However, results in Slovenia are becoming increasingly more diversified as other teams receive increased funding and attention owing to cycling’s overall popularity boom in the country. Those teams include outfits like Perutnina Ptuj (home once to Borut Božič) and Meblojogi Pro Concrete. Assorted small clubs from Celje, Bled, and Postojna also make an appearance. In women’s cycling, BTC Ljubljana Scott remains by far the stronghold of the sport – its team made up the complete roster of the Women’s Elite race. Adria Mobil, Meblojogi Pro Concrete and Perutnina Ptuj have also developed women’s teams, and each of these took home prizes on Saturday.
Slovenians aren’t the only athletes present today, though. For two months, Escape Collective, for a feature piece to be published after the Tour de France, has been following the adventures of four Americans in Slovenia training with Pogi Team under the same staff that either rode with or trained Tadej Pogačar himself. One of those racers, Andrew Jackson “Quinn” McCurry of Alabama, finished 3rd in the Under-15 category. Vibing on his Wilier bike, still wearing his Pogi-certified SciCon sunglasses, Quinn, an expert storyteller, regales his epic battle:
“I started in the back and I was just, like, I need to get to the front of the group if I want to not get lapped. So, I finally move up to the first group and then I’m with them and people start breaking away and they’re sprinting and I’m not really trying to keep up with them because I don’t wanna waste my energy … And then they start getting real slow. And so as soon as they get slow I just bolt and then I’m in front of them for a little bit. I look behind myself and then I see one of my teammates, Franci [Krajnc]. And of course, he wanted to do good too so he brought the whole peloton with him…
Then on the last lap, we’re in the middle of the peloton, because everybody’s starting to sprint everything. I’m getting a little tight. And on that turn, I was trying to go around some people because I didn’t wanna slow down and put on my brakes. I crash and then my chain comes off. And this dude is just trying to put it back on. It’s taking forever. But he eventually gets it back on and I didn’t notice that my shoe was undone. So my foot, so my foot was loose and so my foot almost went outta my shoe. I wasn’t really thinking about it at the time. I just raced. The car never caught me and I somehow got third.”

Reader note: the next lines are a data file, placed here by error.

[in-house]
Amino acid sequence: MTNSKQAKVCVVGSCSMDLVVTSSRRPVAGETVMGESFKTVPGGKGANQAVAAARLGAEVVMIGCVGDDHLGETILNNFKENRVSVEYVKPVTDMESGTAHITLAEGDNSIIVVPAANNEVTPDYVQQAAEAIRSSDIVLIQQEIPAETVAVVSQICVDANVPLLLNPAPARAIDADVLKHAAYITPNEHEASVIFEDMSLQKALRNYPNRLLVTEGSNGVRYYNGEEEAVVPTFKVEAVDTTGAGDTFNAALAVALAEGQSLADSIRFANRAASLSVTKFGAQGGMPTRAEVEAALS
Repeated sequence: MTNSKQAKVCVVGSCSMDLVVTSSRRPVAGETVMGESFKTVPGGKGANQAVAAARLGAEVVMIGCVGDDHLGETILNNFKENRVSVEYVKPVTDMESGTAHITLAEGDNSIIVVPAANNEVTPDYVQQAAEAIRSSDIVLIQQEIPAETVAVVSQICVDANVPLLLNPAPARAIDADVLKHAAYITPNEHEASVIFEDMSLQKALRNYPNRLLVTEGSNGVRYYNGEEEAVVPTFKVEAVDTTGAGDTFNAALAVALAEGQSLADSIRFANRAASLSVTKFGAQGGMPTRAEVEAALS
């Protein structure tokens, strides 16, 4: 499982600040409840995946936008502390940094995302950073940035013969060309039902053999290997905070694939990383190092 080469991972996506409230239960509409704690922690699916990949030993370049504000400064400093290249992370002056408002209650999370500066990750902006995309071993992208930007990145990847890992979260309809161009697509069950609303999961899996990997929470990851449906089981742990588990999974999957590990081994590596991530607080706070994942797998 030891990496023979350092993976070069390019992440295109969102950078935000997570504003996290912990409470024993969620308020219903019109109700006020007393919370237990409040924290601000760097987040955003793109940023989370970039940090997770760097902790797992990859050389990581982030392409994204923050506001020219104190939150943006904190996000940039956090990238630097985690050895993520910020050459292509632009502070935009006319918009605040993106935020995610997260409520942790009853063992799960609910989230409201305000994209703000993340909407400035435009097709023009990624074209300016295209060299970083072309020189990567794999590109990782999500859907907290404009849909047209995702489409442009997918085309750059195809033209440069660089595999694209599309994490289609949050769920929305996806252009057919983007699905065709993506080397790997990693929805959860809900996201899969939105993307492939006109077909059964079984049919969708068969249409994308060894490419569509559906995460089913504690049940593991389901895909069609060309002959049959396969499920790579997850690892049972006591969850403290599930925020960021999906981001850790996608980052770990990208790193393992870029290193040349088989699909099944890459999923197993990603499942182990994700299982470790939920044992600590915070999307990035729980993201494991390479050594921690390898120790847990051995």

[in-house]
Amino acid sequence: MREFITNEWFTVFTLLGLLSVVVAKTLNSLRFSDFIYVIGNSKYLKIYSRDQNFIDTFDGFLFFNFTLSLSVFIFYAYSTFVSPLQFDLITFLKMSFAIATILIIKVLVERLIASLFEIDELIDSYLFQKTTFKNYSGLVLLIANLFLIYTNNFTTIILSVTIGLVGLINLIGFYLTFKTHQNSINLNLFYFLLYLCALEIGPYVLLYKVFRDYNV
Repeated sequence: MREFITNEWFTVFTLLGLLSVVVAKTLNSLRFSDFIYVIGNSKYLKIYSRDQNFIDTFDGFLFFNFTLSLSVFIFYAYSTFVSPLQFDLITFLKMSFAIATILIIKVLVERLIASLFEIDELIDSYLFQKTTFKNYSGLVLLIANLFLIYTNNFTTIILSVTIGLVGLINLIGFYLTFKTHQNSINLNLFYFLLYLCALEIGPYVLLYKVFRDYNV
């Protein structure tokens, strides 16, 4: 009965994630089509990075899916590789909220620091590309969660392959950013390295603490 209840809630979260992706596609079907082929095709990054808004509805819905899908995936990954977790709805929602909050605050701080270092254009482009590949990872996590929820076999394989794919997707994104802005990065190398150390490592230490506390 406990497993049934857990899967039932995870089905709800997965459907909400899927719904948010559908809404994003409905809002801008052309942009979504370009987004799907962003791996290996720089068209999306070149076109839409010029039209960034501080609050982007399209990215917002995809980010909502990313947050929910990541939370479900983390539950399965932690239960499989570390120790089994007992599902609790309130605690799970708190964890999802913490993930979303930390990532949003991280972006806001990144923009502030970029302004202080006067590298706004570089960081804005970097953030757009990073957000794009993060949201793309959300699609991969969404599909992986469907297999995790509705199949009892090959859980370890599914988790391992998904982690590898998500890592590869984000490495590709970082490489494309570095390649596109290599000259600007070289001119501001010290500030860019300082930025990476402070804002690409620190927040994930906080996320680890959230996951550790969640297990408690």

Thus, the highs and lows of crit racing.
Right before the Juniors race, Pogačar showed up. He looked very small in an oversized tan t-shirt, and probably owing to a full work day, a little tired. He posed for a picture with the youngest kids and signed a Colnago bike to be raffled off as part of a sponsor deal with Telekom Slovenija. Saturday he’ll meet with the kids from Pogi Team for a one-on-one, something he described to me last year as being one of his favorite parts of his job.
Pogačar’s passion for youth racing is obvious and even through the formalities of sponsorship and photo ops, he watched from the sidelines with interest, chatting with Pogi Team coach and personal friend Blaž Debevec. He signed some kids’ helmets and met parents of Pogi Team children. For a short bit, he stood with retired GC-man Tadej Valjavec, whose son Erazem rode in the Juniors race for his new Italian team Autozai-Petrucci-Contri, finishing 5th. Then he got in a car with Andrej Hauptman and went home. There are probably many days in his life like this, half fun, half business.
After Skok won the Elite circuit, things settled down. The award ceremony lasted half an hour, in which little lucite trophies were handed out. Slovenian traditional music blasted on some speakers and everyone’s spirits lifted a bit, even those racers who couldn’t stick it out til the end and had to pull off to the side of the road. Parents drank tap beer and ate sausage. The race organizers, KD Rog, started taking down the haybales affixed to traffic signs. The racers went to their vans to change into civilian clothes. Half of them would see each other in a few days for bigger prizes.
The other half hope, and try their best, to get that far.